7 Different Types of Frogs in Hawaii

Different Types of Frogs in Hawaii
Photo by Jared Evans

If you’re planning your next vacation to Hawaii, perhaps you were wondering how many types of frogs are there in Hawaii.

Perhaps frogs aren’t the first thing on your mind when you think about visiting Hawaii, but if you do want to spot some native wildlife during your trip, frogs are one of the most interesting animals you could see.

There are over 7 different types of frogs in Hawaii. They can be found in various climates throughout the state.

1. Green Frog

Green frogs are types of frogs in Hawaii. They are often found near waterfalls, streams, or other bodies of water with a lot of vegetation. The green frog is one only native frog species to inhabit all the major Hawaiian Islands.

They can be identified by their dark green to a brownish color with light-colored flecks or blotches on their backs. This coloration can vary depending on how dry or wet their habitat is at any given time.

Green frogs grow to about four inches long as adults and can weigh up to two pounds when fully grown. Their call is described as a short and low whistle, which they use to warn others about predators nearby.

2. American Bullfrog

The American bullfrog is the largest frog species on Earth. It can grow up to 12 inches long and weigh 2 pounds. These frogs are found across North America, Central America, and parts of South America. 

Also, they are considered generalist frogs because they eat anything they can find.

The American bullfrog is native to North America and has been around since the Pleistocene era. They were originally found all over the United States until invasive species like the cane toad reached their territory.

3. Wrinkled Frog

The Wrinkled Frogs is also one of the types of frogs in Hawaii. Wrinkled frogs are semi-aquatic, meaning they spend a lot of time on land and live near water. They are mostly nocturnal and live in forests, grasslands, and streams throughout the islands. 

These frogs have light brown or tan skin with darker blotches that help camouflage them from predators during the day.

The Wrinkled Frog is endangered and was one of the first species to be listed as such in 1978.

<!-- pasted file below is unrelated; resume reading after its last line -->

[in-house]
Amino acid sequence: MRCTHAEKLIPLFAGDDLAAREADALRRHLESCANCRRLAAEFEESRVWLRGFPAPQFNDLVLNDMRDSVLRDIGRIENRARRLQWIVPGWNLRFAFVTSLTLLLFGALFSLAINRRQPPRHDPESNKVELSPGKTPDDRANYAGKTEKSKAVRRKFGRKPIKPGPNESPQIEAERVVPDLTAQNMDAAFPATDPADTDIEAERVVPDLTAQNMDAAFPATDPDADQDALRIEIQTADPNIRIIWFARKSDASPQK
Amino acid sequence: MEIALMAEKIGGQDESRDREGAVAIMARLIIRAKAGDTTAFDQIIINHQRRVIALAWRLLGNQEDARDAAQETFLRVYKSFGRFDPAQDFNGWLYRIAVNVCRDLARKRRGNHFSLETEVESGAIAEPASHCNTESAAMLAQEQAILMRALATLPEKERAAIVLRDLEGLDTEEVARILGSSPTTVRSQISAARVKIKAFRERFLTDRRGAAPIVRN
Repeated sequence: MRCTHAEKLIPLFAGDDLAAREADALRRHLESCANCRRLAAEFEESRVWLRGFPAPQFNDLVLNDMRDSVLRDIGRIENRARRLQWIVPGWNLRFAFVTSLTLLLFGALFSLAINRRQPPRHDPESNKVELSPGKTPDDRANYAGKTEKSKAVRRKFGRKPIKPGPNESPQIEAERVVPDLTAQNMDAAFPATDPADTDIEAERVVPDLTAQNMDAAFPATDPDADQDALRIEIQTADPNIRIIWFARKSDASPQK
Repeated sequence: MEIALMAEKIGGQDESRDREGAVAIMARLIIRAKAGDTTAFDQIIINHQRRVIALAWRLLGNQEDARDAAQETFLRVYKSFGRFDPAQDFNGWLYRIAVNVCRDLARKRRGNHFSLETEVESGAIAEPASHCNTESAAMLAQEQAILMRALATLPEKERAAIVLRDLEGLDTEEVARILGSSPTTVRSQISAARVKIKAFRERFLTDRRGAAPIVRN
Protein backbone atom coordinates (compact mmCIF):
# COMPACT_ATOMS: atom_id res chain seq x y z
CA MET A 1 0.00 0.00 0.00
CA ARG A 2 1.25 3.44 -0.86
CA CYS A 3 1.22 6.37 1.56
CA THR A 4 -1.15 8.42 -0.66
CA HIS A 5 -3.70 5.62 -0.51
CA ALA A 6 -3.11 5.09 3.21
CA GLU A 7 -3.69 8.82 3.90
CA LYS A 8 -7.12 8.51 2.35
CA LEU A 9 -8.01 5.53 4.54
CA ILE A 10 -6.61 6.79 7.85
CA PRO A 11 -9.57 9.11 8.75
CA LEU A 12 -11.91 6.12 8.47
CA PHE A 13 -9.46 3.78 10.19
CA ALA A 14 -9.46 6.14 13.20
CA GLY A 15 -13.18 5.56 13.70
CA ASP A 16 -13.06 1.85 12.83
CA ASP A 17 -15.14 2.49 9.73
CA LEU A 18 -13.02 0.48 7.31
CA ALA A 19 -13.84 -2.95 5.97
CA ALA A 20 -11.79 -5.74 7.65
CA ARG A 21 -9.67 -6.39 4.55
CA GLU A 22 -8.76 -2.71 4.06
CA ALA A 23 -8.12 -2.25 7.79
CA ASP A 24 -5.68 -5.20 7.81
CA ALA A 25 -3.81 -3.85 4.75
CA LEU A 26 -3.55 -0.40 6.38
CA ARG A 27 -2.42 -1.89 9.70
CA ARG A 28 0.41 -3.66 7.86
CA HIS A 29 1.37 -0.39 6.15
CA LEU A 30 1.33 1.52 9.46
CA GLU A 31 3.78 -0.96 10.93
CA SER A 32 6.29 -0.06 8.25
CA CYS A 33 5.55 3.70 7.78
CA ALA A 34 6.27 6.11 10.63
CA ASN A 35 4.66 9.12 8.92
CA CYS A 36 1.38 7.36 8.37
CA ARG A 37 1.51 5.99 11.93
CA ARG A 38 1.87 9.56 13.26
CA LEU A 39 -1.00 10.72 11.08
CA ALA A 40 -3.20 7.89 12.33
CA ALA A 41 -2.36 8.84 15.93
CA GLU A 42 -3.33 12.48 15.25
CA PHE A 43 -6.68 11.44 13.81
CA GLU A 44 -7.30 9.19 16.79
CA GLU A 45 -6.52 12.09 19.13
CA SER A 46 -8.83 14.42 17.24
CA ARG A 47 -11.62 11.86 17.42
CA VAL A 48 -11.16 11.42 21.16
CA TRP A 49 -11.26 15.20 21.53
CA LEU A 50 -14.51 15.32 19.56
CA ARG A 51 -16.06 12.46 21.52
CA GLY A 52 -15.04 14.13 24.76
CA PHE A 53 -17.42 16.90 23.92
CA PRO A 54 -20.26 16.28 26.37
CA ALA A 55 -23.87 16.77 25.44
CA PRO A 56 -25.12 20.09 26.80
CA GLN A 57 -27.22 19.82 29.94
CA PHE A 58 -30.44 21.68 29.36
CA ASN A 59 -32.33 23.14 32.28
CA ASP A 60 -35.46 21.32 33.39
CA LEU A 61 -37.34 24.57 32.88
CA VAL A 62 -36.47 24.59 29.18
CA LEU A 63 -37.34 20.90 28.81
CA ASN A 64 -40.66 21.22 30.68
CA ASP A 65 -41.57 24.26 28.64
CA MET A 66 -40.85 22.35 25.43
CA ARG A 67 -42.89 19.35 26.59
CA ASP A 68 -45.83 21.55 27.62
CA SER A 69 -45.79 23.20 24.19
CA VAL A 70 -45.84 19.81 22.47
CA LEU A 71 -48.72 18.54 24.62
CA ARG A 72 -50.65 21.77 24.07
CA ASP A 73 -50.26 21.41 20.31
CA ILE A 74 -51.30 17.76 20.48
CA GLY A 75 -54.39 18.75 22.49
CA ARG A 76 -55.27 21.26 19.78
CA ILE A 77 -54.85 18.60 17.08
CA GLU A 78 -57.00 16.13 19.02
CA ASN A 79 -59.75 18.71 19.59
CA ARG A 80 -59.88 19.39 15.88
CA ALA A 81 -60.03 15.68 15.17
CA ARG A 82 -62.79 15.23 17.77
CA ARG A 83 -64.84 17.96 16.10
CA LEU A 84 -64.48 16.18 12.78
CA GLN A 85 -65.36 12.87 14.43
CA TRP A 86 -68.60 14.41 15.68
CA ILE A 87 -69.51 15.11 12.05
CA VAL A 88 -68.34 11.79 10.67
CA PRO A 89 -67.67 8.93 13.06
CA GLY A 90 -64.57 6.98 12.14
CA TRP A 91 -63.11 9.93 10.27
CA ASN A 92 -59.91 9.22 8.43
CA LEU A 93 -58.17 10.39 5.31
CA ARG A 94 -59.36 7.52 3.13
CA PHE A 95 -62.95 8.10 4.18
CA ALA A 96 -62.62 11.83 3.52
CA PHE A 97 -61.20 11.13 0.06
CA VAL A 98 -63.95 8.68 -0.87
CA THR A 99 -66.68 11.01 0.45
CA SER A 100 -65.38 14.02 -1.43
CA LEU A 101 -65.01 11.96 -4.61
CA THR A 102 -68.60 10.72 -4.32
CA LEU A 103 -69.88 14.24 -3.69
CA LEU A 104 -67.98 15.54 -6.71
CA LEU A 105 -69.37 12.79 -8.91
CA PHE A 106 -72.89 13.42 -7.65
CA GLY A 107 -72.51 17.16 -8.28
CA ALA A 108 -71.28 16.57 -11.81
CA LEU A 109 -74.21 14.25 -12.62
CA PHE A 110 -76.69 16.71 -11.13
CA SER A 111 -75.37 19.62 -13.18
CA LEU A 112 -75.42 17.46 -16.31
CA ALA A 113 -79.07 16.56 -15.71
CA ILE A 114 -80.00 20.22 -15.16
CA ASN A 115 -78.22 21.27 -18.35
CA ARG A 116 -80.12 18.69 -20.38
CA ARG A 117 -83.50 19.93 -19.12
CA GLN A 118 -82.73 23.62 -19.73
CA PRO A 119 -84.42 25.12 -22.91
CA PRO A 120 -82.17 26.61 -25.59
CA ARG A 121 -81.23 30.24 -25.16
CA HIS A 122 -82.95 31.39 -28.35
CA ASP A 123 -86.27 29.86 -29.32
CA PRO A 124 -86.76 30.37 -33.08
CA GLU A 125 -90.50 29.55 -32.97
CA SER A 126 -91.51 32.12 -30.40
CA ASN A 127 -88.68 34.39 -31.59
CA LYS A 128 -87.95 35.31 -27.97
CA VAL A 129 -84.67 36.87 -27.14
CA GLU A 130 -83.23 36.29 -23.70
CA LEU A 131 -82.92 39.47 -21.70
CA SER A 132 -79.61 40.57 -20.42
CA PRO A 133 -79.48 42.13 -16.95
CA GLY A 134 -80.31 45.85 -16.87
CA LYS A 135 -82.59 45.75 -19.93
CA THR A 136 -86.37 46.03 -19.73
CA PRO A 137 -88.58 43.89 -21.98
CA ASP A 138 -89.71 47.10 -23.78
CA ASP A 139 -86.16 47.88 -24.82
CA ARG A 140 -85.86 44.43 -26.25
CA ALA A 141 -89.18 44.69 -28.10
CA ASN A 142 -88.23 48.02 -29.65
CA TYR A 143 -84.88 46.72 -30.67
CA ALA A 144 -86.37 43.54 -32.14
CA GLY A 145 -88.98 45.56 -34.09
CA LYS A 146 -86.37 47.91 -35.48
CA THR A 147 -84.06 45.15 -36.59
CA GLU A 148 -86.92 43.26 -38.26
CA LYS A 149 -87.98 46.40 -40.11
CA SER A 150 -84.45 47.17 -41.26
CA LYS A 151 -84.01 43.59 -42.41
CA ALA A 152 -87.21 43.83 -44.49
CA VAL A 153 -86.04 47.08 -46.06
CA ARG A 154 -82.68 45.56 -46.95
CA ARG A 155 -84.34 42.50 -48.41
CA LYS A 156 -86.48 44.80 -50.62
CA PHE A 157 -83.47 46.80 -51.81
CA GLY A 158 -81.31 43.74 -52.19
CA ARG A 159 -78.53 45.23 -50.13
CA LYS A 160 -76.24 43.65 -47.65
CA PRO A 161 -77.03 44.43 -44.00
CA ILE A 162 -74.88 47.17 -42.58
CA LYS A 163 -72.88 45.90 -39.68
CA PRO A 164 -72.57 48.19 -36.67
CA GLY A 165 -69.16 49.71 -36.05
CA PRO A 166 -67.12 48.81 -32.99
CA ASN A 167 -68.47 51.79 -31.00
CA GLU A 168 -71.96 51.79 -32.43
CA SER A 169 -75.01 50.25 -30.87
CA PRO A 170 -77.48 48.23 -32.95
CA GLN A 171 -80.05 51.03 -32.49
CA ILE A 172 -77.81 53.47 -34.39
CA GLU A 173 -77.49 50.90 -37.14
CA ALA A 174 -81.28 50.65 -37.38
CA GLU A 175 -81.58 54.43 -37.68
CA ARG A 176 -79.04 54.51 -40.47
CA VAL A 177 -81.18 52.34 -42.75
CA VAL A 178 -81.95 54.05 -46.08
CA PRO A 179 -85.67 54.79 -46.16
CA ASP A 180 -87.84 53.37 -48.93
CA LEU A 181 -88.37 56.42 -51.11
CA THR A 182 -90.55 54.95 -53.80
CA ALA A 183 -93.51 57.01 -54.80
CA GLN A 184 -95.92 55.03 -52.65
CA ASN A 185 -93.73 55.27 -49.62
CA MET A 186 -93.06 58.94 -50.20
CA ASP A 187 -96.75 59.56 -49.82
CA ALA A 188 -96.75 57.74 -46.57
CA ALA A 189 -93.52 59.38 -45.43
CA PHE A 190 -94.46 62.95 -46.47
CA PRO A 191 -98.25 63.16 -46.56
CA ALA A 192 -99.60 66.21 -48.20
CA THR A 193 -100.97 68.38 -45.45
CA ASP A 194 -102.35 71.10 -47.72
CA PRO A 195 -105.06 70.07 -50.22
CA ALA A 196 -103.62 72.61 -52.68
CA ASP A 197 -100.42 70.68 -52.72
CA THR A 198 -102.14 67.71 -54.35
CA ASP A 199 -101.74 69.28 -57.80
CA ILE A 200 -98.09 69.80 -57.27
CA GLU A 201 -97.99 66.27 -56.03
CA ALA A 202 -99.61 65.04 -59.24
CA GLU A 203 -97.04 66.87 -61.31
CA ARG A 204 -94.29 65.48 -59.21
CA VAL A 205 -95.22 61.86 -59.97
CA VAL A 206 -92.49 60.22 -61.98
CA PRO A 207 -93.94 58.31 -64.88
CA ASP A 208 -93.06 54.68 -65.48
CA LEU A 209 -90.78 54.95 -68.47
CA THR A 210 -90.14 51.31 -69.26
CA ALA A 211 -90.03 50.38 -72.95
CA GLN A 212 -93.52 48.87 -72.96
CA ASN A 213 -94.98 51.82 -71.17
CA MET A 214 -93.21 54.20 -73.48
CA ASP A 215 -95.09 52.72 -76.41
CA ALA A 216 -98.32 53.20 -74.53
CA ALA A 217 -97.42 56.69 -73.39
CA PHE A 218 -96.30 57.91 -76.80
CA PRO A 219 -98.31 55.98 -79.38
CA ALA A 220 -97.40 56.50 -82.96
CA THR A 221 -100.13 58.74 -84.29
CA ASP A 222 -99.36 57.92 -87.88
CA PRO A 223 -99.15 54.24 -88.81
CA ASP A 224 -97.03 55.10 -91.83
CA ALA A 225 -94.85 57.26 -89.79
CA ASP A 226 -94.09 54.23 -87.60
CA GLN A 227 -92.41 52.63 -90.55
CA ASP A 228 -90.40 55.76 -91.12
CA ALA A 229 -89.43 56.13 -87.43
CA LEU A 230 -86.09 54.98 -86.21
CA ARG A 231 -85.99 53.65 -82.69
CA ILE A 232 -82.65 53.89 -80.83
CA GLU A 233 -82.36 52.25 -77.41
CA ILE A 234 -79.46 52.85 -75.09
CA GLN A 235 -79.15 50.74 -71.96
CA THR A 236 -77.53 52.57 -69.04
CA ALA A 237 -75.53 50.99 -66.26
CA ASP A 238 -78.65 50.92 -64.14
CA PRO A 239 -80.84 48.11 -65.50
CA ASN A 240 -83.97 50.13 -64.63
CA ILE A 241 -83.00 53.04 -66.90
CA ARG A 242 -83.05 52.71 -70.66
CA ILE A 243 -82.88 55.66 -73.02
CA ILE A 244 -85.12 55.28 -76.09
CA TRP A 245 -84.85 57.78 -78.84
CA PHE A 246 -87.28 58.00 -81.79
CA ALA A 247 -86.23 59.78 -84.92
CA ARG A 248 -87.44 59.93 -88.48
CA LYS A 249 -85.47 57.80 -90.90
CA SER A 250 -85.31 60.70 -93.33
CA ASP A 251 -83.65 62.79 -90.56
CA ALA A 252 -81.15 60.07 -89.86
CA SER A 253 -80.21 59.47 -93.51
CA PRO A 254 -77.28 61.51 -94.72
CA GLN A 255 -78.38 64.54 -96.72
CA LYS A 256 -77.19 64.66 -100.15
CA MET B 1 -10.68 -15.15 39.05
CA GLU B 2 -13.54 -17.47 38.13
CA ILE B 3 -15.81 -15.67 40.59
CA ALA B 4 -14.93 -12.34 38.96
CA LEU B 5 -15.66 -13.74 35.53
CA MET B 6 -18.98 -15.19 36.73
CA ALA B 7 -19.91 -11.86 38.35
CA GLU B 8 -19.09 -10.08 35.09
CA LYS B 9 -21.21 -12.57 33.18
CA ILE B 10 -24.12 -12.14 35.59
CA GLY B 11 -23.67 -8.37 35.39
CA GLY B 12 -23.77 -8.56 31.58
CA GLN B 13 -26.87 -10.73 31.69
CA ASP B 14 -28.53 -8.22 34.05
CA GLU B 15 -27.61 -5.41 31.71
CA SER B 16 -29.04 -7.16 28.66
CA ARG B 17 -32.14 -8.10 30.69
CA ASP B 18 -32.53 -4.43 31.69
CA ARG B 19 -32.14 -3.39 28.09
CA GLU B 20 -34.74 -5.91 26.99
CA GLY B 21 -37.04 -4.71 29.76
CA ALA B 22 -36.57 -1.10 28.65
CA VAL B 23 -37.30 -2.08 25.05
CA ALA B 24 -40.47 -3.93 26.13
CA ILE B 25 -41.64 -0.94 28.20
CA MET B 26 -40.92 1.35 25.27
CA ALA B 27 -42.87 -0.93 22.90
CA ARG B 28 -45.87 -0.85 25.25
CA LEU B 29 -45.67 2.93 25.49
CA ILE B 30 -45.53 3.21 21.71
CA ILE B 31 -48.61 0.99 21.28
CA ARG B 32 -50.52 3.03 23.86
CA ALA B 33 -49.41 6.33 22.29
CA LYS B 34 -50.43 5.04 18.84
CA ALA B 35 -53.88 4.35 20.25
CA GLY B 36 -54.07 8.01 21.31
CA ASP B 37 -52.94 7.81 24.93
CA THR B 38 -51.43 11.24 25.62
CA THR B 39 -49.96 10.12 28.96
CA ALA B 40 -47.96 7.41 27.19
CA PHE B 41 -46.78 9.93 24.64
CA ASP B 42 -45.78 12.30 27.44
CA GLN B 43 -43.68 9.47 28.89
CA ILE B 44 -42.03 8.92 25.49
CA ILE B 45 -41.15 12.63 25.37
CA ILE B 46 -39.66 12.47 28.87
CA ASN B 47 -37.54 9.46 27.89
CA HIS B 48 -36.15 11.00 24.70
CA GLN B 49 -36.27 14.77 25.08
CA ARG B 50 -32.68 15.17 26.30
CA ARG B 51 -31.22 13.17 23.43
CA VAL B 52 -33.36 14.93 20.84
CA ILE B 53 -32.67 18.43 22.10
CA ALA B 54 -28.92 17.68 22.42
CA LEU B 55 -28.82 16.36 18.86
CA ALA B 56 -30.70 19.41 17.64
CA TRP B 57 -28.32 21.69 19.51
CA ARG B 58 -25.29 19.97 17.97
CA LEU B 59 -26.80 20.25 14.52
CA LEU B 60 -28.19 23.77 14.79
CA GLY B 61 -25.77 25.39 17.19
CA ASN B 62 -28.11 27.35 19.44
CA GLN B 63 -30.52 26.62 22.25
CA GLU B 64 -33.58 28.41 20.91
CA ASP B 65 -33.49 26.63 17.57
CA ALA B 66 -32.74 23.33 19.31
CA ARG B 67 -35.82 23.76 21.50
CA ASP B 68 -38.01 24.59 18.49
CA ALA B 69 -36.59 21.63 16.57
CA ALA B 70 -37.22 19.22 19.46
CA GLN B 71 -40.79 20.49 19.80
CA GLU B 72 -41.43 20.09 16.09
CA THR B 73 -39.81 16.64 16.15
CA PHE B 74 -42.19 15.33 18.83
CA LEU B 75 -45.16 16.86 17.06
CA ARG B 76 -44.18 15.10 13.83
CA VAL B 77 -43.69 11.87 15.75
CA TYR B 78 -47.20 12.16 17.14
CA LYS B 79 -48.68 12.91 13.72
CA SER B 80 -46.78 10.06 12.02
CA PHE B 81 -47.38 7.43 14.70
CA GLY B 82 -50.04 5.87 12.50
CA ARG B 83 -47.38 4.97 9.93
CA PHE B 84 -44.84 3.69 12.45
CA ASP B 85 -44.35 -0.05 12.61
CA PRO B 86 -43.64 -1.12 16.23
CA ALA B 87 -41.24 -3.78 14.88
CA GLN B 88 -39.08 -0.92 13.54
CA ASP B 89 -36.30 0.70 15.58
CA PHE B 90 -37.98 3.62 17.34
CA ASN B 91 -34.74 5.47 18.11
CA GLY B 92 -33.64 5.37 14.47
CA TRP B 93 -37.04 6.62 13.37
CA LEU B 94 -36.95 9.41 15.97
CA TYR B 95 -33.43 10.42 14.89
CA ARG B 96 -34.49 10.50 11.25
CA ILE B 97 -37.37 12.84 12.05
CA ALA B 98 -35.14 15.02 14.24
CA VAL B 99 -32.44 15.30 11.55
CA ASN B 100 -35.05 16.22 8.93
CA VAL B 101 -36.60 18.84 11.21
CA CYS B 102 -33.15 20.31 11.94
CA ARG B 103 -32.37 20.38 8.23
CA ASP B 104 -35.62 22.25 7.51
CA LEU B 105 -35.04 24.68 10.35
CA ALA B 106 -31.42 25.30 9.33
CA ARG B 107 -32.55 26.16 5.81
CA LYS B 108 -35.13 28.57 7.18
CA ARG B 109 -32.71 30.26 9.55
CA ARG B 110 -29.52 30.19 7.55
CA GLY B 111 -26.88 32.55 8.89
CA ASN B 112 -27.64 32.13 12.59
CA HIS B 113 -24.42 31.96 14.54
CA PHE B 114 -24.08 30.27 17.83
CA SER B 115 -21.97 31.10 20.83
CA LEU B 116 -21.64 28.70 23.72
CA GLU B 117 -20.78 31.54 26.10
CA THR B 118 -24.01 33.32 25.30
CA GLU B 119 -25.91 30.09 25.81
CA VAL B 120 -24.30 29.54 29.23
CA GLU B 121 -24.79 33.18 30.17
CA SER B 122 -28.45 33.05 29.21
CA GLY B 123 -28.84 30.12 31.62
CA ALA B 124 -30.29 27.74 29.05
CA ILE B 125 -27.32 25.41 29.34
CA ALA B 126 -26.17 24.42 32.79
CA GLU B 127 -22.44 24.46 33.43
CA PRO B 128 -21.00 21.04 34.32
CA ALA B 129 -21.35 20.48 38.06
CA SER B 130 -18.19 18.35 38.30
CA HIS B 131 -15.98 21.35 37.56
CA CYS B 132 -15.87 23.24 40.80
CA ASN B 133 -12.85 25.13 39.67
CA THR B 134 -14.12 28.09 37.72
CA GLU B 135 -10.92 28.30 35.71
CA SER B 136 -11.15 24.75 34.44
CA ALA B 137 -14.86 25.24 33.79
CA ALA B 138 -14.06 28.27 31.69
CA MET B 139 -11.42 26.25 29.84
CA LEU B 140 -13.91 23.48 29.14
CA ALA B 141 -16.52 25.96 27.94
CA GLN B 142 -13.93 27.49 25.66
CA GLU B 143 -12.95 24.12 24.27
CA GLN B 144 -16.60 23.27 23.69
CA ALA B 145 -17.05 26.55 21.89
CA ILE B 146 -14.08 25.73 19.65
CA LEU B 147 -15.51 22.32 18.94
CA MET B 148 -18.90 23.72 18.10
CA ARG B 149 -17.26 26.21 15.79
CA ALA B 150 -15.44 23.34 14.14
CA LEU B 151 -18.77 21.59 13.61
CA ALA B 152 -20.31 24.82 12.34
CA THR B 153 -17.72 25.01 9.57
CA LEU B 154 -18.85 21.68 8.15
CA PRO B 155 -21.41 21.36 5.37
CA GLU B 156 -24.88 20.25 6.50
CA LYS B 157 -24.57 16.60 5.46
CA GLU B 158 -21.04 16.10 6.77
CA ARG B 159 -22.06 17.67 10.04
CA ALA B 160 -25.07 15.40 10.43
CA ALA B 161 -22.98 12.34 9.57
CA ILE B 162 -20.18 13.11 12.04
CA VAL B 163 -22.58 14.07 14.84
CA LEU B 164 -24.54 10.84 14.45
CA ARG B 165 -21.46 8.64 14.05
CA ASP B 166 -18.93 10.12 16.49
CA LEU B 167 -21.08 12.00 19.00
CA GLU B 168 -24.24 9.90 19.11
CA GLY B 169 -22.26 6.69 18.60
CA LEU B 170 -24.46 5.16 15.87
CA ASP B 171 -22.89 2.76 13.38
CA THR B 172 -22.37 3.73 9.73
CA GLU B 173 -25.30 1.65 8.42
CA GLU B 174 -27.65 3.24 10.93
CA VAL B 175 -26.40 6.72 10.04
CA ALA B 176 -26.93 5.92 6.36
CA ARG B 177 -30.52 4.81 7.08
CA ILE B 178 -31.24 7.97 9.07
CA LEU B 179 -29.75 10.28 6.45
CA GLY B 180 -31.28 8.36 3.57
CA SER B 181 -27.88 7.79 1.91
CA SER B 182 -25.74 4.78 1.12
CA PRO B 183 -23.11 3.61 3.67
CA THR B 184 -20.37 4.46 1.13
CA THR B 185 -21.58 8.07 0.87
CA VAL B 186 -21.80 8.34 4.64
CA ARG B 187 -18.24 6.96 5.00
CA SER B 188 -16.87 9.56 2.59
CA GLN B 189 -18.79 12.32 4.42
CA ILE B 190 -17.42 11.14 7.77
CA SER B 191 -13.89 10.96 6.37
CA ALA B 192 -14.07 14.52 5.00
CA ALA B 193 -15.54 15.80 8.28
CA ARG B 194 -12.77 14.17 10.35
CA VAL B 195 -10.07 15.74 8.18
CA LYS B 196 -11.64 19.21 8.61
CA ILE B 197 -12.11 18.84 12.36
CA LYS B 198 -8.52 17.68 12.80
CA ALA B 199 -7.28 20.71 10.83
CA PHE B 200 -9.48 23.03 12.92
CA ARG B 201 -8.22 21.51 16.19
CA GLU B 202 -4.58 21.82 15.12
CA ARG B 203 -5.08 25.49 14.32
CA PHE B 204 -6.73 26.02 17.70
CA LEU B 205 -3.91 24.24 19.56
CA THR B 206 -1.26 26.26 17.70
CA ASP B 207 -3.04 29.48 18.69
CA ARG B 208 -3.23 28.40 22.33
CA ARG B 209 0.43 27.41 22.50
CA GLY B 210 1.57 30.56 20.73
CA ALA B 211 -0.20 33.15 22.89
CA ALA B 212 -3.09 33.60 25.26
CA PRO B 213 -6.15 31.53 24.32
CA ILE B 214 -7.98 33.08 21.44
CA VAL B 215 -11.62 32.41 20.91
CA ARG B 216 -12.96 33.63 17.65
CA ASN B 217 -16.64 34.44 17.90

4. Cuban Treefrog

One of the most common types of frogs in Hawaii is the Cuban tree frog. They are usually found near or around water, requiring a moist environment to survive.

The Cuban tree frog can be found on every island except for Kauai and Niihau, so it is possible that there is more than one type of frog that lives on those two islands. 

One way to tell if you have found a Cuban treefrog is by looking at the coloration. The males have a black head and back with greenish-brown stripes down their back and sides. Females will have brownish-gray bodies with dark spots on their backs and sides.

5. Greenhouse Frog

The Greenhouse frog, also known as the green tree frog, is native to Southeast Asia. It was introduced to Hawaii for human consumption and has since adapted very well to its new environment. 

These frogs are primarily active during the day and can be found on or near water sources such as streams and ponds.

They typically eat anything they can find, including insects, small mammals, reptiles, birds, eggs, and other amphibians.

6. Common Coqui

The coqui is among the most common types of frogs in Hawaii, and their calls are one of the most recognizable sounds in Hawai’i. They are not native to Hawai’i, but humans introduced them sometime in the 1900s.

The name coqui was given to them by early residents because they sounded like little frogs croaking or conquering. 

The coqui can be found all over the island and can survive up to 2,000 meters above sea level. They make their homes by burrowing into plants and under rocks and logs during the day, but at night they come out to chirp their mating song.

7. Green and Black Poison Dart Frog

The Green and Black Poison Dart Frog is the only poisonous frog among the types of frogs in Hawaii. These frogs get their name from the bright green and black coloration on their backs. 

They are very small frogs, growing to be no more than an inch long, but they can still pack quite a punch! The poison from this frog is fatal if ingested by most animals.

If you’re lucky enough to find one, it’s best not to touch it, as the skin secretes toxins that will make your skin burn for hours.

Conclusion

Hawaii has some of the most diverse wildlife in the world, and amphibians are no exception. The state is home to kinds of frogs, some of which have unique capabilities that allow them to thrive in Hawaii’s climate and natural environment.

Here are a few of the types of frogs in Hawaii.

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